Augustine divides the two paths by the activities of enjoyment and use, which divide things sought or loved into (a) what is ultimately an end (b) what is ultimately a means. Here again, we get a Punnett square with only two outcomes:

WHAT IS SOUGHT IS EITHER… Ultimately an End Ultimately a Means
The Creator Good Act meriting salvation Mortal Sin
A Creature Mortal Sin Good Act meriting salvation

Augustine could therefore divide life (following the Psalms) into a “City of God” and a City of the flesh or of man, divided by two sorts of love.

One puzzle in all this is how Scholastics would argue both (a) God is naturally the ultimate end of human life and (b) human beings can fail to make God their ultimate end. David Bentley Hart gives some very good arguments that (a) and (b) are contradictory, and in doing so he is keeping with the broadly Socratic tradition of arguing that all sin as such is ignorance and ignorance as such is not culpable. Aristotle denies this by arguing for various forms of culpable ignorance generated by we sinners ourselves. In meditating on what Aristotle taught I’m impressed by how human beings find it very difficult not to think about a white bear if you tell them they can’t, but we easily stop thinking about moral truths if we want something forbidden, and if we can’t pull it off with our own mental resources, there’s always peer groups, booze, profanity,  and learned arguments from persons cleverer than ourselves who often have mysterious powers of popularity.

Fimister’s sword

The first thesis in the Summa is that created persons need a revealed teaching in addition to natural knowledge since they are called to an end above what they can know by natural knowledge. Alan Fimister and Thomas Crean argue that created persons need revelation even if they are not called to an end above what can be known by reason. The argument appeals to the underdetermination of a natural being to a particular end. Here’s how I’d give it:

1.) If A creates B, then we can know some things about B’s purpose just by knowing what it is, but not what its purpose is in particular.

2.) In order to act as it was intended to act, everything must know its purpose in particular.

3.) Therefore, if A makes B, B cannot act as it was intended to act just by knowing what it is.

As Fimister puts it, if a smith makes a sword we can know some things about it just by considering its nature: what temperature it would melt at, that it was made to be held and to cut, that rust is bad for it and polish is good, etc. But we can’t know what the smith made it for in particular: whose army was it made for? was it made to be used in war or to be carried in a solemn procession as a symbol? Was it designed for a particular use or for a general use? The nature alone can’t tell us, as it is underdetermined to any one of these. So even if created persons were created to live purely according to their nature, they would still need a divine revelation from their creator to know that this was the particular purpose they were created to serve.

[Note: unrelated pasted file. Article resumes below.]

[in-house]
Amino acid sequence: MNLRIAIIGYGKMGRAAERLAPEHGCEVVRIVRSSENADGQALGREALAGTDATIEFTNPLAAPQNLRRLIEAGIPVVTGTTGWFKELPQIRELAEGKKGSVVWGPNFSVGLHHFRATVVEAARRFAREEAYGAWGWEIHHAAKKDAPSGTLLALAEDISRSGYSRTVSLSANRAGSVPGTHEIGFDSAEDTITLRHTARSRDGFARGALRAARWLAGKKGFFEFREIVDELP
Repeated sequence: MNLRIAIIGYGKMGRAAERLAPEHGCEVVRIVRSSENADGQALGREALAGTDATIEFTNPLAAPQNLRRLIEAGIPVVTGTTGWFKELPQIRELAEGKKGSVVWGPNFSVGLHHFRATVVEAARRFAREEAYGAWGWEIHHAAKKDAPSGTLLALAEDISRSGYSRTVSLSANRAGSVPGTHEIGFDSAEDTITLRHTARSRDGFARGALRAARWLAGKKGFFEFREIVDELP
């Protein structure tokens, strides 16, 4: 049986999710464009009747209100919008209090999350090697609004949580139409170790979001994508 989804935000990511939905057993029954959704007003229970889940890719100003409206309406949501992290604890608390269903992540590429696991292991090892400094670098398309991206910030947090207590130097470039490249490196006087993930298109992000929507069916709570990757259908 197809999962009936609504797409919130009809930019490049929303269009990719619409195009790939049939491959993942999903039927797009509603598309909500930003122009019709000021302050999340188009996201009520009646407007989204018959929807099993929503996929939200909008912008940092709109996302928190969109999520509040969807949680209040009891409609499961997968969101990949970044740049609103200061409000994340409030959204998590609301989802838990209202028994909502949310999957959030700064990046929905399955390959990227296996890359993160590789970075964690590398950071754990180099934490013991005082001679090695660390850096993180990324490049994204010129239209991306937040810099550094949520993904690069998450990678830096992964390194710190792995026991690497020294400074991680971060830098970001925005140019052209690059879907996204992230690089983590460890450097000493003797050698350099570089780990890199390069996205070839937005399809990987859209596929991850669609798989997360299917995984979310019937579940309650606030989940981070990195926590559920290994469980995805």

Thomas and the interaction (non) problem.

For Thomas the interaction problem either didn’t arise or didn’t amount to much for two reasons.

1.) The intellectual soul is substantial form of the body. If A (whether material or immaterial) interacts with the body B, then B must be an actual body. But the intellectual soul does not presuppose the actual body of which it is the soul, but is that which makes the body of the person an actual body at all. Anything that properly interacts with a body presupposes that the body is actual, but no substantial form presupposes the actuality of the body it informs. Seen in this way, the interaction problem conflates the difference between accidental forms (like pushing or pulling something actual) with substantial forms, which immediately actualize not another act, but a pure potency.

Of course, if one wants to say a hylomorphic composite results from the interaction of act and potency, I have no objections, though this is a new sense of the word “interaction.” More on this in 3…2…

2.) The knower and the known do not interact physically. If any action arises from two co-principles one supposes it can be called an “interaction,” but this requires an essential difference between physical and cognitive interaction. The cognitive interaction between knower and object is both from the knower and to the knower, being from him qua subject and to him qua object, though consisting in one and the same act of knowledge. This is analogous to the total action of one billiard ball interacting with another, but the two interactions cannot be conflated.

Immateriality and intellectuality

(This argument was developed from a lecture given by Dr. Therese Scarpelli Cory)

Thomas says that if God were to make an immaterial box, it would know itself (De spiritualibus creaturis, a. 1 ad 12) e.g. if the Flying Dutchman were really out there or if the dagger Macbeth saw was really in front of him, both would know themselves. Why?